RACHEL MARTIN, HOST:
Sports fans only have two left. We're not talking about games. Those aren't happening right now during the pandemic. We're talking about two episodes left of the basketball documentary "The Last Dance." It's been airing Sunday nights on ESPN for the past month and Monday nights on Netflix, and captivating sports-hungry fans with an in-depth look at hoops legend Michael Jordan and his six-time NBA champion Chicago Bulls. NPR's Tom Goldman has been watching and joins us now. Hi, Tom.
TOM GOLDMAN, BYLINE: Good morning.
MARTIN: OK. So Tom, what do you make of this series?
GOLDMAN: It's been a hit, Rachel, it really has. You know, the first two episodes were the most viewed ESPN documentaries ever. And the interest has kept up, with millions of live viewers each Sunday. Personally, I think it's really good - the new footage no one's seen, the storytelling. And I know this story because I covered it in the 1990s. You know, the behind-the-scenes stuff has been really great, reliving things like the Bulls versus the Detroit Pistons, a real rivalry where players hated each other, and they still do. That's been really entertaining.
MARTIN: So let's talk about the highlights from last night's episodes. Seven and eight, right?
GOLDMAN: Yeah. There are a lot. There's tragedy - Michael Jordan's dad being murdered in 1993. There's Jordan's shocking retirement that year, which prompted a tweet from LeBron James last night recalling how he cried as a 9-year-old when that happened.
GOLDMAN: There's Jordan's jump to baseball. And he actually wasn't bad even though he was ridiculed for it. And then the '95 NBA playoffs after Jordan returned to basketball but could not lead the Bulls to a title. You know, he loved to get fuel from defeat or perceived slights. And those '95 playoffs fueled him for the next season, which is considered the Bulls' greatest.
MARTIN: So you talk about that fuel. And, you know, those who know Michael - fans - have heard about his focus, his intensity, his competitiveness. How does the documentary treat that state of mind? Because oftentimes, he was really criticized for just sort of being an egomaniac, for being kind of a jerk?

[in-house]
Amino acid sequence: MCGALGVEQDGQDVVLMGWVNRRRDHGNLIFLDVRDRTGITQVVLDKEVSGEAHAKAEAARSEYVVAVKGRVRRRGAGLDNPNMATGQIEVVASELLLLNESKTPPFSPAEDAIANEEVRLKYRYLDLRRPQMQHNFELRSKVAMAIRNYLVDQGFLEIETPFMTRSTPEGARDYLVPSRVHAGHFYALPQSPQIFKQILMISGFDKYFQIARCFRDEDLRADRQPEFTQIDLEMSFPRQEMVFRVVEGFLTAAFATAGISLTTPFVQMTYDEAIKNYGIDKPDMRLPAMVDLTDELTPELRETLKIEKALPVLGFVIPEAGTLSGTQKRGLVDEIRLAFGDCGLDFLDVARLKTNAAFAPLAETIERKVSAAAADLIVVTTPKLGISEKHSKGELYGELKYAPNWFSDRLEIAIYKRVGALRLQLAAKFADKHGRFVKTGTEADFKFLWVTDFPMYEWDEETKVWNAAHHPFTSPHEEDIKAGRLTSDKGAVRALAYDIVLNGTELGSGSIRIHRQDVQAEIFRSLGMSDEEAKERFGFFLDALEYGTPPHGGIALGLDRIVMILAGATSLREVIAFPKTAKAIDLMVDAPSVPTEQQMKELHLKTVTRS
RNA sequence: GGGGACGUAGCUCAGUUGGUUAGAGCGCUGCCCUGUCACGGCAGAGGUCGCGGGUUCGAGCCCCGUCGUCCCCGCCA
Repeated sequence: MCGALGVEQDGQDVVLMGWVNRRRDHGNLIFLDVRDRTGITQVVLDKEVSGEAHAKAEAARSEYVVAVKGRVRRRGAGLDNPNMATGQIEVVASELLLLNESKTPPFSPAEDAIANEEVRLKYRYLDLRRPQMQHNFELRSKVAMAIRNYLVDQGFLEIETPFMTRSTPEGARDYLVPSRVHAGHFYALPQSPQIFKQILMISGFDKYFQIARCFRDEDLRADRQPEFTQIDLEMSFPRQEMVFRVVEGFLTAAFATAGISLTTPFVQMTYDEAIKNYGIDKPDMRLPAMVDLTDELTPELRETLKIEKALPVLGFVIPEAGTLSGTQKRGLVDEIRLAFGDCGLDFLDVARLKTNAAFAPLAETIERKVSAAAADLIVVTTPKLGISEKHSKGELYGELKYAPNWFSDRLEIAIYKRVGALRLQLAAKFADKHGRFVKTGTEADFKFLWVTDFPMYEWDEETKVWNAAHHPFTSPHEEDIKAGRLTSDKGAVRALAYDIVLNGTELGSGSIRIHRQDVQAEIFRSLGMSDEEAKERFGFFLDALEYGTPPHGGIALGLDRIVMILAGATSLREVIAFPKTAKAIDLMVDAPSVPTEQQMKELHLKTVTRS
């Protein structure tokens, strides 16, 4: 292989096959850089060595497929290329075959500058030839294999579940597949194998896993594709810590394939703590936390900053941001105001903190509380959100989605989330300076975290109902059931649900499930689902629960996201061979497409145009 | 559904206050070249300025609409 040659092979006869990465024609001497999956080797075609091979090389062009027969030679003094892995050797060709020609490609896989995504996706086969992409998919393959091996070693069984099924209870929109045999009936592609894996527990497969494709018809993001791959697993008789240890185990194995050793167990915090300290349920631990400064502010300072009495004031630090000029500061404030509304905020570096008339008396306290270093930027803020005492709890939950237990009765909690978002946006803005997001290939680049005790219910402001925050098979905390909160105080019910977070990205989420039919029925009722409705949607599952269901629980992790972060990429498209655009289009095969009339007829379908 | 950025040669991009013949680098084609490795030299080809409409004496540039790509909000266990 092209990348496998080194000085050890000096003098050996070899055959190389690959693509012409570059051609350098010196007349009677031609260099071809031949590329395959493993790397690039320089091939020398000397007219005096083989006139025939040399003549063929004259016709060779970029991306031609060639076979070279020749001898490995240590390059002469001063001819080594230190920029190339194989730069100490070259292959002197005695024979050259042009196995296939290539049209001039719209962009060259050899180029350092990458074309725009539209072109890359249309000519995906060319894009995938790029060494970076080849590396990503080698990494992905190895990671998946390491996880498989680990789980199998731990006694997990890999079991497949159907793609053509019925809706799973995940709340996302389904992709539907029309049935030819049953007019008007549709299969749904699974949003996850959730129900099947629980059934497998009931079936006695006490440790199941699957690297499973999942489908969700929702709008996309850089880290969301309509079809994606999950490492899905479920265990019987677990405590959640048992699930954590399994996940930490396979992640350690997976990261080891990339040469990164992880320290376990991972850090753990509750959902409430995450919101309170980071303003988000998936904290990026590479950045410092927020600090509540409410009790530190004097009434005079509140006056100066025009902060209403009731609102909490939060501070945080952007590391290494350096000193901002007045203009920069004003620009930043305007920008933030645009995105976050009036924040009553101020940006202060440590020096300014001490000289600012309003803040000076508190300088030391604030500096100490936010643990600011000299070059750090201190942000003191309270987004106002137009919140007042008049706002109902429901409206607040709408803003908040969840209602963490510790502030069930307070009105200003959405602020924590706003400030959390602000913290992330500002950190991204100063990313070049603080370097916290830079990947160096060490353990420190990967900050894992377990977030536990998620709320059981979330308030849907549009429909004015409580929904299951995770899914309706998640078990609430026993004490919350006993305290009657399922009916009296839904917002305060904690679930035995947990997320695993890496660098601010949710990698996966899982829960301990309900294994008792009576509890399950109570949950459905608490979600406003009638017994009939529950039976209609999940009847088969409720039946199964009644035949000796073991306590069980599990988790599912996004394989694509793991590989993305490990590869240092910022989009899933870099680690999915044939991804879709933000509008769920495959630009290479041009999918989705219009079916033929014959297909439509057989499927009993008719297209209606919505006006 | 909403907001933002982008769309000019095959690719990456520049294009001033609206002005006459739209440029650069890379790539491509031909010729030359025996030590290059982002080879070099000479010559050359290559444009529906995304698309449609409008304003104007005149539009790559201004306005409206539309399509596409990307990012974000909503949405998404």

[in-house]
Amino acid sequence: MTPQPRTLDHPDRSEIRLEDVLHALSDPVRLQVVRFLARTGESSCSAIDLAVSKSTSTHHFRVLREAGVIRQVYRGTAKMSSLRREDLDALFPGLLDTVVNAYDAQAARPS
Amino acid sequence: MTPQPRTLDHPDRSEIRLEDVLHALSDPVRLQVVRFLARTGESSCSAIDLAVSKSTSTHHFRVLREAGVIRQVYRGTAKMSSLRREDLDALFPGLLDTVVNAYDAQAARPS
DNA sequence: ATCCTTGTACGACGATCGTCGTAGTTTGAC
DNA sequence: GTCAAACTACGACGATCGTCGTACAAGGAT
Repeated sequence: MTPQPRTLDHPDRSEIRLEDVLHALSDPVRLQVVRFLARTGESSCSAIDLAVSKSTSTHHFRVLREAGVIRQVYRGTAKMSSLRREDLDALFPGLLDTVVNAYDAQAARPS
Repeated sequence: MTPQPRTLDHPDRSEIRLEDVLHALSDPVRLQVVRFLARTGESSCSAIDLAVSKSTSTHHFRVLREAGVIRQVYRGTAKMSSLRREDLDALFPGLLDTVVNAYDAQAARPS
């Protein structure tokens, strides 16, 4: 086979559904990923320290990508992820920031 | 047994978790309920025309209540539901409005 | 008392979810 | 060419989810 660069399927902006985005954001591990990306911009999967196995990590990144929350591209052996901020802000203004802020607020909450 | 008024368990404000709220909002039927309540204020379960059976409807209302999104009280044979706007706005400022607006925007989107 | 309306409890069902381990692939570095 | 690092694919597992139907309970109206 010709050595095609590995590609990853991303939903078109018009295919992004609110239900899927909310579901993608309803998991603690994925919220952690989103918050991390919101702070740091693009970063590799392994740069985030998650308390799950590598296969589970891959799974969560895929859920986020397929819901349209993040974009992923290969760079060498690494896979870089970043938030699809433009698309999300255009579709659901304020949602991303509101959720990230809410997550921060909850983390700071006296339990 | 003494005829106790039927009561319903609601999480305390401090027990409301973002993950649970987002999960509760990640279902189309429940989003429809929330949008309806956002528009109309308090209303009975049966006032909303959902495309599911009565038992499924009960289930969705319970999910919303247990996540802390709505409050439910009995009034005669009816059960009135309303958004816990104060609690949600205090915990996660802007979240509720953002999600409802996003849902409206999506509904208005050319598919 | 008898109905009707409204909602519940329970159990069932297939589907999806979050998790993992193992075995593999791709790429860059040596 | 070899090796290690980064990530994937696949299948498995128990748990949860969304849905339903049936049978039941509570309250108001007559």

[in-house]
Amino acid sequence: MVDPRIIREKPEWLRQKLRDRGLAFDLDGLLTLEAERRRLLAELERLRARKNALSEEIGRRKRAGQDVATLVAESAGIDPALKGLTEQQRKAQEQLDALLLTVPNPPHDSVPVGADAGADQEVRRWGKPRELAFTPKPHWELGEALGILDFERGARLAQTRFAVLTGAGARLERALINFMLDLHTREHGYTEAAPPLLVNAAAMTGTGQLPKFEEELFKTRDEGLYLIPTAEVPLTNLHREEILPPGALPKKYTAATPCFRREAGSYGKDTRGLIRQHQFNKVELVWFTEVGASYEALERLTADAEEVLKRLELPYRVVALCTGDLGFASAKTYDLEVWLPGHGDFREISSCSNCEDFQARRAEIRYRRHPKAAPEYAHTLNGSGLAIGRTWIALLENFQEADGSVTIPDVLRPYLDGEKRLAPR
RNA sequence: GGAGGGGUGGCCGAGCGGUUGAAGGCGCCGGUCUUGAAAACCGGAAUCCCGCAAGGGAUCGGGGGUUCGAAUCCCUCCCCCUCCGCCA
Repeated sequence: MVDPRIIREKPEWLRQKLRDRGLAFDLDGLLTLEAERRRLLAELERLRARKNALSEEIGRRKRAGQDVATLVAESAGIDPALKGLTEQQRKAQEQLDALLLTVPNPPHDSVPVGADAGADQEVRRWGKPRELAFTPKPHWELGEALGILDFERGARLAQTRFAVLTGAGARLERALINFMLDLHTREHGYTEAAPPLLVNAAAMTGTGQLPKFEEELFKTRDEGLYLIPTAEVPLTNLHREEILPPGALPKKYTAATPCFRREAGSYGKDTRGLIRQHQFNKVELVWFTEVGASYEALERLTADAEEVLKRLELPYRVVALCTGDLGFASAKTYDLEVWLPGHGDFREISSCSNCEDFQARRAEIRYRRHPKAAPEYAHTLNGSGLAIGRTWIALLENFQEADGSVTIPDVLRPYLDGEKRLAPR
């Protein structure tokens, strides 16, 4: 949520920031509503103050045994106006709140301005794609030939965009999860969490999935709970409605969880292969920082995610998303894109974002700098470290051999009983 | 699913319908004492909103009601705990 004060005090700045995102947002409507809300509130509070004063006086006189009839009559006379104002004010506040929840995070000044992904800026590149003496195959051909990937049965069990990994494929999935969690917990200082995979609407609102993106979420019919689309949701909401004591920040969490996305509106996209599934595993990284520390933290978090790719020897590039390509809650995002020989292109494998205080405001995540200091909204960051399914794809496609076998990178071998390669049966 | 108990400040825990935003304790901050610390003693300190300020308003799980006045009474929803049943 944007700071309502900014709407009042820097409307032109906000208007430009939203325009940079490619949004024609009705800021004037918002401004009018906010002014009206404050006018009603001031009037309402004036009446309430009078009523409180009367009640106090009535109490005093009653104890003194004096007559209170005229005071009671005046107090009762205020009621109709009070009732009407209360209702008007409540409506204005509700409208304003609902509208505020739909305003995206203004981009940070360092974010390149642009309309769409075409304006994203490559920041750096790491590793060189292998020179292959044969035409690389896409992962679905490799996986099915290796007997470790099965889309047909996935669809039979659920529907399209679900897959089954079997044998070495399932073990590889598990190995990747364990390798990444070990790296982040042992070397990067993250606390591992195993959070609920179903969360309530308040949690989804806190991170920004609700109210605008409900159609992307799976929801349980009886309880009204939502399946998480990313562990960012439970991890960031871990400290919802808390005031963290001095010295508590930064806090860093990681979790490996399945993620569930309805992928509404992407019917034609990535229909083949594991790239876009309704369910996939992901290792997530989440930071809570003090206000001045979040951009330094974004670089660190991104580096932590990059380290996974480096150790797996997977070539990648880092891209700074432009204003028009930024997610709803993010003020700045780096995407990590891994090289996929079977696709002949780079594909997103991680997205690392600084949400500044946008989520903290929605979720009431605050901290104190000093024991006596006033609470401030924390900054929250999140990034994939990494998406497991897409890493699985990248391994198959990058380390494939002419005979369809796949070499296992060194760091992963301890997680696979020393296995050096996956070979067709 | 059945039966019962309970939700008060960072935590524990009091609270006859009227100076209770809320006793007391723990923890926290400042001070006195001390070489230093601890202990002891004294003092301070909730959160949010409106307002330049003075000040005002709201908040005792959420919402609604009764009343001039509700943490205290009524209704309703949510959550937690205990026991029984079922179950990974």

GOLDMAN: Yeah (laughter), exactly. I think that word might have been used in the series as well. You know, there's a really dramatic moment at the end of last night's Episode 7. Jordan explains his hard-edged attitudes toward winning and leadership that have caused some to label him a tyrant, as you say. And it's the one time that he tears up. And he actually cuts off the interview.
It was a riveting moment. But critics say it illustrates one of the documentary's shortcomings. It brings up controversies. And it lets Michael Jordan explain his side. But there's no pushback. Like in this case, do you have to be that way? Other great players have had success without intimidating or ridiculing teammates.
GOLDMAN: And as one NBA writer put it, were the Bulls great despite Michael Jordan's approach rather than because of it? The documentary, as good as it is, it doesn't ask that.
MARTIN: So we're all living in this sports vacuum. And it just so happens that this show comes along at this time. It's really helping all of us, you know, find stories that help fill that void in our life right now. I imagine this is giving the series just all kinds of mileage.
GOLDMAN: Oh, it sure is. You know, it's kind of like there's this entire news ecosystem surrounding "The Last Dance." You've got stories and analysis and reaction and conversation on social media. I think it is benefiting from the vacuum you mentioned right now without live sports. But honestly, the more I watch, the more I think, this would grab people even if we did have sports right now.
MARTIN: NPR sports correspondent Tom Goldman. Thank you, Tom.
GOLDMAN: You're welcome.
(SOUNDBITE OF SINITUS TEMPO'S "A STROLE THROUGH SAIGON")
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